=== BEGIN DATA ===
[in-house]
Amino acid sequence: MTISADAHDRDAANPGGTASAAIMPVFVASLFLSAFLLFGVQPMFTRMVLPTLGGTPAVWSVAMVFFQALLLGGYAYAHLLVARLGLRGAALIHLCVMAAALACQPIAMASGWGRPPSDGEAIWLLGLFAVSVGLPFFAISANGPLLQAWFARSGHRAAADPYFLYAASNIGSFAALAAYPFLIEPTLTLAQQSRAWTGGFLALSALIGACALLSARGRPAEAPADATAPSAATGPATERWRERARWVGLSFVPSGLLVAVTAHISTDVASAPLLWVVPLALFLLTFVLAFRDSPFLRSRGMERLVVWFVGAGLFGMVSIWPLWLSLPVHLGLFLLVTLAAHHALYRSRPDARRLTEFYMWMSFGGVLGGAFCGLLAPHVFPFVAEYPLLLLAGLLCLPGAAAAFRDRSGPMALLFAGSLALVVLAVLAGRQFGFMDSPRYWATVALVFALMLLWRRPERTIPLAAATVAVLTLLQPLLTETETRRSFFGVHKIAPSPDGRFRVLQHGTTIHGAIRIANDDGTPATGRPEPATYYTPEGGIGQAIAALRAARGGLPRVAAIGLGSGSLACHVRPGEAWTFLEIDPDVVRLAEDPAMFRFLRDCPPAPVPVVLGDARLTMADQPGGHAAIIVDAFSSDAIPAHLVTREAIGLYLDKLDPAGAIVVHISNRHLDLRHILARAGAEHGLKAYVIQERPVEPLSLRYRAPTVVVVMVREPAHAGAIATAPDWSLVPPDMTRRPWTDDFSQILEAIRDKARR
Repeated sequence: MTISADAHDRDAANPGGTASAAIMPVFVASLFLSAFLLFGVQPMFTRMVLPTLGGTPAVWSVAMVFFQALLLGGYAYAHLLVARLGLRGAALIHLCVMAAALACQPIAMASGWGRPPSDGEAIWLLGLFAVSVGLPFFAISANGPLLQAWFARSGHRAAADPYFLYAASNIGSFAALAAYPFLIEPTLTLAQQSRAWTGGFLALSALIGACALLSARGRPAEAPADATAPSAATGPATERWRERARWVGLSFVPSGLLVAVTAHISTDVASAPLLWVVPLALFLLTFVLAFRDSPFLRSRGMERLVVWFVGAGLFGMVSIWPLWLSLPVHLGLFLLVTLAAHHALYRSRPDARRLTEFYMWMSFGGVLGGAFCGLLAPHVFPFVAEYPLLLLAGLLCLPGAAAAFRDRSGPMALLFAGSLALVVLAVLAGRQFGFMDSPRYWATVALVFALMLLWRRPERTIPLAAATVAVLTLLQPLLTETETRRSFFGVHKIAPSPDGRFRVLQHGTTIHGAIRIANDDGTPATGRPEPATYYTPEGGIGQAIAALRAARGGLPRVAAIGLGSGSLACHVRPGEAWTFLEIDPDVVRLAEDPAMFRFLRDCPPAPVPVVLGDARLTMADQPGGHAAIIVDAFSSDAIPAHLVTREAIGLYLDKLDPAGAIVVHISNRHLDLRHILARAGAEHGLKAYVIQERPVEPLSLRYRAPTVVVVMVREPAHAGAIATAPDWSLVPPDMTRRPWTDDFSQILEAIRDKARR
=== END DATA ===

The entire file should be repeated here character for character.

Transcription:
[in-house]
Amino acid sequence: MTISADAHDRDAANPGGTASAAIMPVFVASLFLSAFLLFGVQPMFTRMVLPTLGGTPAVWSVAMVFFQALLLGGYAYAHLLVARLGLRGAALIHLCVMAAALACQPIAMASGWGRPPSDGEAIWLLGLFAVSVGLPFFAISANGPLLQAWFARSGHRAAADPYFLYAASNIGSFAALAAYPFLIEPTLTLAQQSRAWTGGFLALSALIGACALLSARGRPAEAPADATAPSAATGPATERWRERARWVGLSFVPSGLLVAVTAHISTDVASAPLLWVVPLALFLLTFVLAFRDSPFLRSRGMERLVVWFVGAGLFGMVSIWPLWLSLPVHLGLFLLVTLAAHHALYRSRPDARRLTEFYMWMSFGGVLGGAFCGLLAPHVFPFVAEYPLLLLAGLLCLPGAAAAFRDRSGPMALLFAGSLALVVLAVLAGRQFGFMDSPRYWATVALVFALMLLWRRPERTIPLAAATVAVLTLLQPLLTETETRRSFFGVHKIAPSPDGRFRVLQHGTTIHGAIRIANDDGTPATGRPEPATYYTPEGGIGQAIAALRAARGGLPRVAAIGLGSGSLACHVRPGEAWTFLEIDPDVVRLAEDPAMFRFLRDCPPAPVPVVLGDARLTMADQPGGHAAIIVDAFSSDAIPAHLVTREAIGLYLDKLDPAGAIVVHISNRHLDLRHILARAGAEHGLKAYVIQERPVEPLSLRYRAPTVVVVMVREPAHAGAIATAPDWSLVPPDMTRRPWTDDFSQILEAIRDKARR
Repeated sequence: MTISADAHDRDAANPGGTASAAIMPVFVASLFLSAFLLFGVQPMFTRMVLPTLGGTPAVWSVAMVFFQALLLGGYAYAHLLVARLGLRGAALIHLCVMAAALACQPIAMASGWGRPPSDGEAIWLLGLFAVSVGLPFFAISANGPLLQAWFARSGHRAAADPYFLYAASNIGSFAALAAYPFLIEPTLTLAQQSRAWTGGFLALSALIGACALLSARGRPAEAPADATAPSAATGPATERWRERARWVGLSFVPSGLLVAVTAHISTDVASAPLLWVVPLALFLLTFVLAFRDSPFLRSRGMERLVVWFVGAGLFGMVSIWPLWLSLPVHLGLFLLVTLAAHHALYRSRPDARRLTEFYMWMSFGGVLGGAFCGLLAPHVFPFVAEYPLLLLAGLLCLPGAAAAFRDRSGPMALLFAGSLALVVLAVLAGRQFGFMDSPRYWATVALVFALMLLWRRPERTIPLAAATVAVLTLLQPLLTETETRRSFFGVHKIAPSPDGRFRVLQHGTTIHGAIRIANDDGTPATGRPEPATYYTPEGGIGQAIAALRAARGGLPRVAAIGLGSGSLACHVRPGEAWTFLEIDPDVVRLAEDPAMFRFLRDCPPAPVPVVLGDARLTMADQPGGHAAIIVDAFSSDAIPAHLVTREAIGLYLDKLDPAGAIVVHISNRHLDLRHILARAGAEHGLKAYVIQERPVEPLSLRYRAPTVVVVMVREPAHAGAIATAPDWSLVPPDMTRRPWTDDFSQILEAIRDKARR